John Tomkiel Dean

John Tomkiel Dean

John Tomkiel Dean

Associate Professor

(336) 334-4980
203 Eberhart Building


Chromosome segregation in meiosis, chromosomal proteins, Drosophila genetics.


Ph.D., University of Washington


I am interested in how chromosomes are partitioned into daughter cells upon cell division. My research is currently focused on chromosome segregation in meiosis, using the fruit fly Drosophila melanogaster as a model system. Errors in meiotic chromosome transmission are the single most common source of genetic syndromes in humans, affecting more than 1/500 live births. Studies in models organisms such as yeasts, flies and nematodes have provided us with a variety of clues about the causes of such errors. In my lab, we use molecular, cell and genetic approaches to characterize a collection of mutations that increase the frequency of the meiotic chromosome errors in the male fly. These studies may lead to the identification of genes and/or genetic pathways that are evolutionarily conserved, and may shed light on similar mechanisms that operate in humans.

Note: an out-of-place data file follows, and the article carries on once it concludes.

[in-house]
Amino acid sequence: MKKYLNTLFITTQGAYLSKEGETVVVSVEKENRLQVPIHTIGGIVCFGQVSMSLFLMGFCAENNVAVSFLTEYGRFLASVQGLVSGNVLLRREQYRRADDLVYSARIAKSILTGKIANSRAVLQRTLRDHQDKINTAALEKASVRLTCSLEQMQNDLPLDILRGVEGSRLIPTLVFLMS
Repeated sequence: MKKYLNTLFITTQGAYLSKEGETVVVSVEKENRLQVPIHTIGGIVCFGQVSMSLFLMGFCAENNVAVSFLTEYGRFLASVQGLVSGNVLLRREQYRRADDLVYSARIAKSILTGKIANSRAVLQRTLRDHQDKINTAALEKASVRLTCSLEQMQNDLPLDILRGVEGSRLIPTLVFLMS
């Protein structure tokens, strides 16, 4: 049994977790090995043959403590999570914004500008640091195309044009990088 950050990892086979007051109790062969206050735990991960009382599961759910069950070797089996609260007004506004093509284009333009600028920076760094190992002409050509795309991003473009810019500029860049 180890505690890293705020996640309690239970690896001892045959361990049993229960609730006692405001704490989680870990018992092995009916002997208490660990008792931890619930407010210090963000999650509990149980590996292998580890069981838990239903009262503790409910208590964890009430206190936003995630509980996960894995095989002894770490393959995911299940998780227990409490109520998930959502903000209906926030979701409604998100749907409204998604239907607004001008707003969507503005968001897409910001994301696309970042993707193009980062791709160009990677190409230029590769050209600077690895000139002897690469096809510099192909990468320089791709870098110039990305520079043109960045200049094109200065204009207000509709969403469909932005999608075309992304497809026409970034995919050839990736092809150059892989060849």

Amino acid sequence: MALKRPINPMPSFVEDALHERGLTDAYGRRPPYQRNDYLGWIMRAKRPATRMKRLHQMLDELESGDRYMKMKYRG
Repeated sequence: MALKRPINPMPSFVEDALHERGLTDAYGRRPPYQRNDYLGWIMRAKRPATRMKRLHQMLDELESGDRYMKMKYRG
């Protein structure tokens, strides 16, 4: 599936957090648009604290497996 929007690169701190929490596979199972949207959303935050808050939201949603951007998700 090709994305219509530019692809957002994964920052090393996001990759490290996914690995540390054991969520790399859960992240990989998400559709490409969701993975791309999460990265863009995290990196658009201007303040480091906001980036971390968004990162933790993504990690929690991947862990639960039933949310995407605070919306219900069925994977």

Recent Publications:

Binder, A.M.,  B. T. Wakimoto, C. Davis, J. Chmielewski  and J. Tomkiel Dean, 2017.  Versager is expressed at the histone to protamine transition during spermiogenesis and is required for embryonic chromosome transmission in Drosophila melanogaster. Res. J. of Dev Biol. DOI :

Hylton, C.A., K. Hansen, A. Bourgoies, and J.E. Tomkiel Dean. 2020. Sex chromosome pairing mediated by euchromatic homology in Drosophila male meiosis.      Genetics 143: 605-616.

Matsui M, Sharma K, Cooke C, Wakimoto BT, Rasool M, Hayworth M, Hylton CA, Tomkiel JE. 2011 Sep 6. Nuclear Structure and Chromosome Segregation in Drosophila Male Meiosis Depend on the Ubiquitin Ligase dTopors.Genetics, [Epub ahead of print].



Genetics (BIO 392)
Genetics Lab (BIO 393)
Advanced Topics in Genetics: Genetics of Aging (BIO 506)
Epigenetics (BIO 587)